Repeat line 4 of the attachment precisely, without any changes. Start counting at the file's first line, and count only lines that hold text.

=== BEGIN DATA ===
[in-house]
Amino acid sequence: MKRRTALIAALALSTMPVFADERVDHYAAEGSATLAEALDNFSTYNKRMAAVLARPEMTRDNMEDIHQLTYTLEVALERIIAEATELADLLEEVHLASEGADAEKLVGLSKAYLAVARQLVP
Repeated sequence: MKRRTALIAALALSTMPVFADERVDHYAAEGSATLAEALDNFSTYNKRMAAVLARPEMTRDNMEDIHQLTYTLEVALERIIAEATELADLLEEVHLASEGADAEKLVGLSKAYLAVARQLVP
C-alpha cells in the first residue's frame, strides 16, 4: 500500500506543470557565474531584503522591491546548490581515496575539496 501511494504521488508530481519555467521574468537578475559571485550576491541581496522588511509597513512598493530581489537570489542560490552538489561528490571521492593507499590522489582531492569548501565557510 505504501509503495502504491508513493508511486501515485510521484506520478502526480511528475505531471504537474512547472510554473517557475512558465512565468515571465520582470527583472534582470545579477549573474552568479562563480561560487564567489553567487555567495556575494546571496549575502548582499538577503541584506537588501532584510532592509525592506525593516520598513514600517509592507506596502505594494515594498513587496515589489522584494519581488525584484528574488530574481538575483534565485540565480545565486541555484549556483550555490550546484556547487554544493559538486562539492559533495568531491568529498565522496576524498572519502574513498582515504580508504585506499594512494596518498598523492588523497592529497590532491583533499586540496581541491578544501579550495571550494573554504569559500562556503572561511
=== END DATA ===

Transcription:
C-alpha cells in the first residue's frame, strides 16, 4: 500500500506543470557565474531584503522591491546548490581515496575539496 501511494504521488508530481519555467521574468537578475559571485550576491541581496522588511509597513512598493530581489537570489542560490552538489561528490571521492593507499590522489582531492569548501565557510 505504501509503495502504491508513493508511486501515485510521484506520478502526480511528475505531471504537474512547472510554473517557475512558465512565468515571465520582470527583472534582470545579477549573474552568479562563480561560487564567489553567487555567495556575494546571496549575502548582499538577503541584506537588501532584510532592509525592506525593516520598513514600517509592507506596502505594494515594498513587496515589489522584494519581488525584484528574488530574481538575483534565485540565480545565486541555484549556483550555490550546484556547487554544493559538486562539492559533495568531491568529498565522496576524498572519502574513498582515504580508504585506499594512494596518498598523492588523497592529497590532491583533499586540496581541491578544501579550495571550494573554504569559500562556503572561511